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davidshen84
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PostPosted: Fri Sep 16, 2016 1:09 pm    Post subject: Is ConsoleKit needed for systemd system? Reply with quote

Hi,

My system is Gentoo 64 bit, with systemd and Plasma 5. After a recent update I noticed the USB drives on my user session are mounted with root permission...hence I do not have write access. At https://forums.gentoo.org/viewtopic-t-1038986-start-0.html, people talked about polikit and consolekit. But I am not sure which one should I choose.

My user is in plugdev group. My emerge --info shows I do not have consolekit in my USE.
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Logicien
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PostPosted: Fri Sep 16, 2016 5:22 pm    Post subject: Reply with quote

Hello,

to use Usb keys and any mass devices with a normal user, I put him in the disk group. I am with Systemd and even if Consolekit service is disabled, some services can start it. To prevent Consolekit to conflict with Logind of Systemd, I have unmerged Consolekit. No package depend on it because it have not been pulled in by Emerge later. Some installed packages depend on Polkit, including Systemd, so it must stay install.
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Last edited by Logicien on Fri Sep 16, 2016 5:33 pm; edited 1 time in total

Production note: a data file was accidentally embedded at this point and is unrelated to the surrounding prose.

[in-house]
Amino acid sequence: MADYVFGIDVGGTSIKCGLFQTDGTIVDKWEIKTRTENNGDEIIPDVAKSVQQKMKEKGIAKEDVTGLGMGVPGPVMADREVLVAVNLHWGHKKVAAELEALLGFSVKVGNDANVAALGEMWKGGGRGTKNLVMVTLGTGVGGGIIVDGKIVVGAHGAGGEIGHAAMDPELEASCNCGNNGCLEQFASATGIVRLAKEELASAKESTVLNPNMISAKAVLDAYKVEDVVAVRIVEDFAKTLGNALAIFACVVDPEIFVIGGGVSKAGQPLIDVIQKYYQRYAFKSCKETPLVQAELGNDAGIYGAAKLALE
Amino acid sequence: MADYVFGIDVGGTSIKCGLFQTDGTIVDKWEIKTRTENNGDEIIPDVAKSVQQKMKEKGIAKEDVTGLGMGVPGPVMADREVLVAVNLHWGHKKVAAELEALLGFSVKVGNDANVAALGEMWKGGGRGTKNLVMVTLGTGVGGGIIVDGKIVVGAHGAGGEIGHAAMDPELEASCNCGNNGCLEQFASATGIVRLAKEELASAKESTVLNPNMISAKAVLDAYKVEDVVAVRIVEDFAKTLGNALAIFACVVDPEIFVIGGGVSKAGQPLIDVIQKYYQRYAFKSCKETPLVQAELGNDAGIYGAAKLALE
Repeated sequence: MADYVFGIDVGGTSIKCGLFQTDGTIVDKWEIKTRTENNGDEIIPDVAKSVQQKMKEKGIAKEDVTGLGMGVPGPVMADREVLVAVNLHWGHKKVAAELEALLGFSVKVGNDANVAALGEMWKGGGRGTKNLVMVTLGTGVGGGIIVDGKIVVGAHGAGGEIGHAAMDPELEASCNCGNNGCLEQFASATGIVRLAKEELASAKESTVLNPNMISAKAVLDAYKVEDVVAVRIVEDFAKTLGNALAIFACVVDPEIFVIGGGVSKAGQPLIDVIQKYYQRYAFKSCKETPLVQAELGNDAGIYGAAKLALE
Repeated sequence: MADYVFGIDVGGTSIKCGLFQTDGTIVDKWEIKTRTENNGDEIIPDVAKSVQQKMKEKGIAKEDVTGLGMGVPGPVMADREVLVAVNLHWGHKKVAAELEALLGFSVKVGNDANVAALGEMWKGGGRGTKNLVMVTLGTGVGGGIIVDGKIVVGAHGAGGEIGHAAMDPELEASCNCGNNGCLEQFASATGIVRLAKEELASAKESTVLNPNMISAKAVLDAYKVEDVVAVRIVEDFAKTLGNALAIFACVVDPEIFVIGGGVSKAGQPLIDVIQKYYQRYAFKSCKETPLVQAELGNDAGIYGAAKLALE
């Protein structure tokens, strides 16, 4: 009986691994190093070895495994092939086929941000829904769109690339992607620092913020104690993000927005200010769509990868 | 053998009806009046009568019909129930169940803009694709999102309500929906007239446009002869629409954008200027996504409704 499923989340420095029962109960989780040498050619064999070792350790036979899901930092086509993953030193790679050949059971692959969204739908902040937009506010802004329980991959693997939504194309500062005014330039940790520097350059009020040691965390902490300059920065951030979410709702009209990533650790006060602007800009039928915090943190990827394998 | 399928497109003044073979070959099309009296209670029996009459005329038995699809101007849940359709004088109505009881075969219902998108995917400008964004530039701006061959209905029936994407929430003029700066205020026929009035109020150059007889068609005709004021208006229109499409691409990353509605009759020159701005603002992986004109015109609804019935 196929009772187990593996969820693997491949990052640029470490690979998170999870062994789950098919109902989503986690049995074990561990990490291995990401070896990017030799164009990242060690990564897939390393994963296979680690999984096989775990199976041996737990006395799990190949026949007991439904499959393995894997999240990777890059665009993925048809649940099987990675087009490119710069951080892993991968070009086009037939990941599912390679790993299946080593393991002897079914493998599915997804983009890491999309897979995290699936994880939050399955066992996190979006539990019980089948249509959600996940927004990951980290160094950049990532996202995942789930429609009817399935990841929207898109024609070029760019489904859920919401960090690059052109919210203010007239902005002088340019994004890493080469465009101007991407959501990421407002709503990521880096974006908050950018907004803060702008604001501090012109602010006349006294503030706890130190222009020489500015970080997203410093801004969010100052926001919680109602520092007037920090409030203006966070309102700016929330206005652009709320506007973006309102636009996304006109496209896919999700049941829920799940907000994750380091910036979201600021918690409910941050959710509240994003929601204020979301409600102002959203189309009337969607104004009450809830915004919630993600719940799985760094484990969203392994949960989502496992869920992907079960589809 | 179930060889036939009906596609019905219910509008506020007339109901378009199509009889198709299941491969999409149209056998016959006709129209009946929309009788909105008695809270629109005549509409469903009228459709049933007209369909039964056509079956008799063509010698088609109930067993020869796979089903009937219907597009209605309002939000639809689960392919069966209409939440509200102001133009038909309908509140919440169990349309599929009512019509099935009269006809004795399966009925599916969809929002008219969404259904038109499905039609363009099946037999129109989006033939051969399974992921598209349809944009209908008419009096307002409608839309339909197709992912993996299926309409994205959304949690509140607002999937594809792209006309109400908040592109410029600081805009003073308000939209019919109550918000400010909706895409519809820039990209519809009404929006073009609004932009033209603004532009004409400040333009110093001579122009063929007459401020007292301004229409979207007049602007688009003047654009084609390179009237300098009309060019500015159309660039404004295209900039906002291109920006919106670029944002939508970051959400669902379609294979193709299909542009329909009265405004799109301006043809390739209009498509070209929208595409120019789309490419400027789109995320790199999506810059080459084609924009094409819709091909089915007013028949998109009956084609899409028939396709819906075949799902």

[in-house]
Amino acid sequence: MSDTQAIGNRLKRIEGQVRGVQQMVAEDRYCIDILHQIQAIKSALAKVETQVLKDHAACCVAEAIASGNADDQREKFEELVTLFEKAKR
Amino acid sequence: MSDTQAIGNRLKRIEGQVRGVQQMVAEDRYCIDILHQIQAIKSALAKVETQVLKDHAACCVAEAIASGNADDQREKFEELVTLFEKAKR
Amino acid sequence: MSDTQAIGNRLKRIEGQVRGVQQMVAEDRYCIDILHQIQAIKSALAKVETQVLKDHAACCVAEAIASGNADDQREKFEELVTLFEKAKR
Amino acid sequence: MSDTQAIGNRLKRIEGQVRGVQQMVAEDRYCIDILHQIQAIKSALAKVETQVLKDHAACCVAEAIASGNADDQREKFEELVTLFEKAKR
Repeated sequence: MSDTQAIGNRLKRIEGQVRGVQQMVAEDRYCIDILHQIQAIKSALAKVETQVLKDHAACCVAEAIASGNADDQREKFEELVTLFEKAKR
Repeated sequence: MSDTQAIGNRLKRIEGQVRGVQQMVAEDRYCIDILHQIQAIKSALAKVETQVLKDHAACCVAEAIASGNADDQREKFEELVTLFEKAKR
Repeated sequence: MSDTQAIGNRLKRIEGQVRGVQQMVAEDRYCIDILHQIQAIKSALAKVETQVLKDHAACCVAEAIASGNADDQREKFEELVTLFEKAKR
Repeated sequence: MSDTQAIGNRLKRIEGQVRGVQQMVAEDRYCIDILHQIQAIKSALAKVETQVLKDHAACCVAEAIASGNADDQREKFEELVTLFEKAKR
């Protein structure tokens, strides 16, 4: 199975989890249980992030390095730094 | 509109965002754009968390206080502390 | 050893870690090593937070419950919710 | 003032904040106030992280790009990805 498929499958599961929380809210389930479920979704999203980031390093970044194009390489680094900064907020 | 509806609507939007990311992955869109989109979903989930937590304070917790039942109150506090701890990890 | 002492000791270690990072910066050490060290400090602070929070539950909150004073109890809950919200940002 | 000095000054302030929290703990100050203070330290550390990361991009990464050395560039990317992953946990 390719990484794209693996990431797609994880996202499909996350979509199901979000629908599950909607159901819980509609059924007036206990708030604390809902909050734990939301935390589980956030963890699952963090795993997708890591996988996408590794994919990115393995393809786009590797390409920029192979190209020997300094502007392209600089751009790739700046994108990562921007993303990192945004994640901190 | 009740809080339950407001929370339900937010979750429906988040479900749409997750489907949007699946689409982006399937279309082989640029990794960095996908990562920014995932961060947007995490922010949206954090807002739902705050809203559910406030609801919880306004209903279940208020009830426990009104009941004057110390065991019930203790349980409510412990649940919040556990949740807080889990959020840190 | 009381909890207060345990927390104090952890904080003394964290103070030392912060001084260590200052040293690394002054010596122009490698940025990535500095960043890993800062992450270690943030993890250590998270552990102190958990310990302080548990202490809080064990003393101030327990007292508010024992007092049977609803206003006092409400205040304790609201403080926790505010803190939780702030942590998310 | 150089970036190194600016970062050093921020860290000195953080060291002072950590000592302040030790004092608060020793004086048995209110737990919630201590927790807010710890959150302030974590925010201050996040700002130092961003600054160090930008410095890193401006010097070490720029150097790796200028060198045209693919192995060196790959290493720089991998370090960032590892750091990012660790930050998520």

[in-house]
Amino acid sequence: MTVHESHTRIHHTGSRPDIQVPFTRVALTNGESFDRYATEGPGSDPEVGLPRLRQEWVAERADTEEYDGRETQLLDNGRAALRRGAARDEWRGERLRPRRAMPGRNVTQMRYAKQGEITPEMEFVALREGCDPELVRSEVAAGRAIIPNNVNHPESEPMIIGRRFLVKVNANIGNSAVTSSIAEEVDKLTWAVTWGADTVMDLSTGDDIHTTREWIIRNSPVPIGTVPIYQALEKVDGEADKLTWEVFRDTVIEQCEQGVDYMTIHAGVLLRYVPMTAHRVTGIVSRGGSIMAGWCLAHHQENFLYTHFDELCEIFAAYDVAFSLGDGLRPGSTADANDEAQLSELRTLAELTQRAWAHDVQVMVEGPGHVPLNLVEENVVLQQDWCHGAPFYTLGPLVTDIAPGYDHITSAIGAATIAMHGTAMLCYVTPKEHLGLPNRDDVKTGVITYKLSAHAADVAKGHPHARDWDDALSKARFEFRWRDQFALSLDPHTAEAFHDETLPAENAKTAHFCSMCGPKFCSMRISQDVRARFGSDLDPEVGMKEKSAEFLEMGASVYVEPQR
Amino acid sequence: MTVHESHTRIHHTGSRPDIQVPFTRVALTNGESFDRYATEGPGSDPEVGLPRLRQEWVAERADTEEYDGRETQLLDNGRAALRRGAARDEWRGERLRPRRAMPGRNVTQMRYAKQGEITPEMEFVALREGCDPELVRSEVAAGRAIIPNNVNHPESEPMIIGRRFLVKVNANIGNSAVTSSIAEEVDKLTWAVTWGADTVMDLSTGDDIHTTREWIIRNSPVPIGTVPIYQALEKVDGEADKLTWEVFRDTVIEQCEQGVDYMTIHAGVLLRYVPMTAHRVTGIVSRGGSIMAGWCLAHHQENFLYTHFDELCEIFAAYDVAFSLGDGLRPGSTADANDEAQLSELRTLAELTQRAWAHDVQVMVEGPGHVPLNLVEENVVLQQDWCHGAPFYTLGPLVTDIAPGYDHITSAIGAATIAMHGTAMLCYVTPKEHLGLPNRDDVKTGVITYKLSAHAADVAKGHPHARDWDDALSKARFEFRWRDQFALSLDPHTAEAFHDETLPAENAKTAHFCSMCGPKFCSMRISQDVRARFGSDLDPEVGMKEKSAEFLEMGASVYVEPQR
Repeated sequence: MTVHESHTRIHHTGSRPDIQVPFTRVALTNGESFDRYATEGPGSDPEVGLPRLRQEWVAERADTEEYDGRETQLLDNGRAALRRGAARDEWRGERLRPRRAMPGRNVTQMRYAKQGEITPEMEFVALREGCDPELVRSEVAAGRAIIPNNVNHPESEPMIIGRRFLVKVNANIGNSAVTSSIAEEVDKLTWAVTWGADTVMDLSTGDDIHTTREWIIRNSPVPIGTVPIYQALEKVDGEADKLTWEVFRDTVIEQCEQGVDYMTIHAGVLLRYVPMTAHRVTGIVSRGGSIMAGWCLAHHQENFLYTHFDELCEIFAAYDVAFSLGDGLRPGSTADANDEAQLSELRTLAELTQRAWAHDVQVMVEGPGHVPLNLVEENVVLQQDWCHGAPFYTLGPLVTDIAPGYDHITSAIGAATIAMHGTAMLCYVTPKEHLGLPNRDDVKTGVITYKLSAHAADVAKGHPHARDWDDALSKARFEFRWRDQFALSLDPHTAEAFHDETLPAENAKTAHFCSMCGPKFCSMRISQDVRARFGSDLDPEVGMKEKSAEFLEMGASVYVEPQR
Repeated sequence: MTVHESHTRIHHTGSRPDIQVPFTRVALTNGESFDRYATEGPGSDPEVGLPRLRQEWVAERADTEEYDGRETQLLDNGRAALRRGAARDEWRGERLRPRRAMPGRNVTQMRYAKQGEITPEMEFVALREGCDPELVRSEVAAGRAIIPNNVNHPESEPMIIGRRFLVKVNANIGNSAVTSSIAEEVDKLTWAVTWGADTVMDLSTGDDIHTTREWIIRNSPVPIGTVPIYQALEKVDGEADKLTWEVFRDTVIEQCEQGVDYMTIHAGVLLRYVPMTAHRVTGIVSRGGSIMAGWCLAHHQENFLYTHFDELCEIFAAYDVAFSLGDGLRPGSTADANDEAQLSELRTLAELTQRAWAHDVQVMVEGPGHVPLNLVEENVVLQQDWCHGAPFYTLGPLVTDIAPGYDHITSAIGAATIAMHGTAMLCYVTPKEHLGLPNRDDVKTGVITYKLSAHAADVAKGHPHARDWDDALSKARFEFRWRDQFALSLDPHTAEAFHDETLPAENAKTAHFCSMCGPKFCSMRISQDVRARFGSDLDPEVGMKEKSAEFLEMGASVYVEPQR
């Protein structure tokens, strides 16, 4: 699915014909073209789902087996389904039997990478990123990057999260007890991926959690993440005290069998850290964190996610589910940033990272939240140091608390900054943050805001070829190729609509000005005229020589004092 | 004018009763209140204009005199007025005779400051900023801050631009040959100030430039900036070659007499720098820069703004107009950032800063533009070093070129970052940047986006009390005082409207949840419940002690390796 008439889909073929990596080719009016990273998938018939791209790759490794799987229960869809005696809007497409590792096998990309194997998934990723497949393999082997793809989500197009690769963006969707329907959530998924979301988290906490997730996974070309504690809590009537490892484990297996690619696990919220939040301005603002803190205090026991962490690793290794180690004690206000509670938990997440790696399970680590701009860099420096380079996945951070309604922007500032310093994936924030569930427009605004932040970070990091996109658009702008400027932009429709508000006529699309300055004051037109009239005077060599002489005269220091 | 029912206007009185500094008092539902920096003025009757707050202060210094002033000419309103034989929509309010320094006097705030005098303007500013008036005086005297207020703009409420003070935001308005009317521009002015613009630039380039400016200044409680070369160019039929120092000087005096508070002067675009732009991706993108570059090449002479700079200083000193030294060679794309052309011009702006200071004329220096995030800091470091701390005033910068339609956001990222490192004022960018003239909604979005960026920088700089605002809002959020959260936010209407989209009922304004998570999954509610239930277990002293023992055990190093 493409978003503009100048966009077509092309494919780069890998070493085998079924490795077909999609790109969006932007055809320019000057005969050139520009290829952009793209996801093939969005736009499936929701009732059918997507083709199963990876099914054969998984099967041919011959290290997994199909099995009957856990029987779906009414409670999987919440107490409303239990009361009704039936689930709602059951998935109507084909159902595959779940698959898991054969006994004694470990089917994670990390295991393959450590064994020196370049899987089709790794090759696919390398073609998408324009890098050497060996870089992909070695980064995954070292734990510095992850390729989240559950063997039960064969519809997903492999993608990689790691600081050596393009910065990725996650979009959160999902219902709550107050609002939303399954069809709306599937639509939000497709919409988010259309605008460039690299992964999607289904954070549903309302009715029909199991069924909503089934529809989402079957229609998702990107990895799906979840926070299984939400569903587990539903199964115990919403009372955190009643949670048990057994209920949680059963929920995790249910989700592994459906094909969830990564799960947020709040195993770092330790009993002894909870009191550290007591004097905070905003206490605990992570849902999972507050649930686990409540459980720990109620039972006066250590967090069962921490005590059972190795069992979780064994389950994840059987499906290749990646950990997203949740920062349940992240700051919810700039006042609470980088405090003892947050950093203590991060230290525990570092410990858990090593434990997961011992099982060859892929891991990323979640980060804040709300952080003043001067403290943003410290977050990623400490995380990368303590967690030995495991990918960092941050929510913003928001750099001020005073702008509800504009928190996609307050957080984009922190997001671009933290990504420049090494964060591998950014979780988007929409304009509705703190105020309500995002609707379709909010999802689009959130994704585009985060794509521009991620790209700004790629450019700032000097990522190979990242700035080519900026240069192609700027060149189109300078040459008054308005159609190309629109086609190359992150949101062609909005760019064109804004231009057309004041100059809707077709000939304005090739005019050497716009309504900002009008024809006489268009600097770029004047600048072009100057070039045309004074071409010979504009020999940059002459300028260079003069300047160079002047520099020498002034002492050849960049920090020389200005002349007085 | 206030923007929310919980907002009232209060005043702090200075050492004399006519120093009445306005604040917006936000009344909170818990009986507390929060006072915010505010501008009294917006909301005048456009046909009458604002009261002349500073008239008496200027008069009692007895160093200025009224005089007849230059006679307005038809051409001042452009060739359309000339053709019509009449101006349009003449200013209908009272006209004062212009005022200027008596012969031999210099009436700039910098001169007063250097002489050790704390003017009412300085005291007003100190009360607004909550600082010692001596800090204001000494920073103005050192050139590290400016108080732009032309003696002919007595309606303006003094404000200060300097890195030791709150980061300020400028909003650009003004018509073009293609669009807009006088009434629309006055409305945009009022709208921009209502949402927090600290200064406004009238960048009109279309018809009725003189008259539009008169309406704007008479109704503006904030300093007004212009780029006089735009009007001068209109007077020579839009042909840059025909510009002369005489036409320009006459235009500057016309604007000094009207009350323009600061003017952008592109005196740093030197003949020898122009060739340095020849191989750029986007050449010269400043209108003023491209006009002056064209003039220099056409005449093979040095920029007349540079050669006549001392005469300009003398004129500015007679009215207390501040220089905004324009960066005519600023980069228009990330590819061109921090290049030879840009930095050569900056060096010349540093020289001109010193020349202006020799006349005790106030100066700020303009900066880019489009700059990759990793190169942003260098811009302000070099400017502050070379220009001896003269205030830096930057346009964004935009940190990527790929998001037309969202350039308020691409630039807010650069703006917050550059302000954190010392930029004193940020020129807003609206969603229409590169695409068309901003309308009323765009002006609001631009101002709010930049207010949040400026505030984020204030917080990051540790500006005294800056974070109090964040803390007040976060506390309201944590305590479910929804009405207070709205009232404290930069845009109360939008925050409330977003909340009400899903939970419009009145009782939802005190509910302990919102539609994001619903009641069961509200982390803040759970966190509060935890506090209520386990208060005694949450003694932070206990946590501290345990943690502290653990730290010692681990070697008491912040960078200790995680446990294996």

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Buffoon
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PostPosted: Fri Sep 16, 2016 5:30 pm    Post subject: Reply with quote

User in disk group is plain wrong security wise.
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Logicien
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PostPosted: Fri Sep 16, 2016 5:32 pm    Post subject: Reply with quote

What else?
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Hu
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PostPosted: Sat Sep 17, 2016 12:40 am    Post subject: Reply with quote

In some configurations, including mine, which I believe to be the default configuration, the block device nodes representing mass storage have group disk and mode 660. A user in group disk would be able to write directly to the mass storage, bypassing the filesystem driver and all security controls. This is very dangerous and should never be done on a production system.
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Logicien
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PostPosted: Sat Sep 17, 2016 12:32 pm    Post subject: Reply with quote

I understand the security issue. If you dont put a user in the disk group, to give him access to a mass media device like a Usb key, I see only change the group manually on the device file to a group the user is only in, like his basic group. This way, you can give read and write access to only one mass media and one user at a time.

With Xfce4, some filesystems can be mount in read only via Thunar. I see no option for read and write. For example, using a Usb key with read and write access in VirtualBox, a user need to be in the disk group or the permissions must be change manually by root, like create a Udev rule. This is not difficult to do. Is this the only way to be selective on mass media permissions?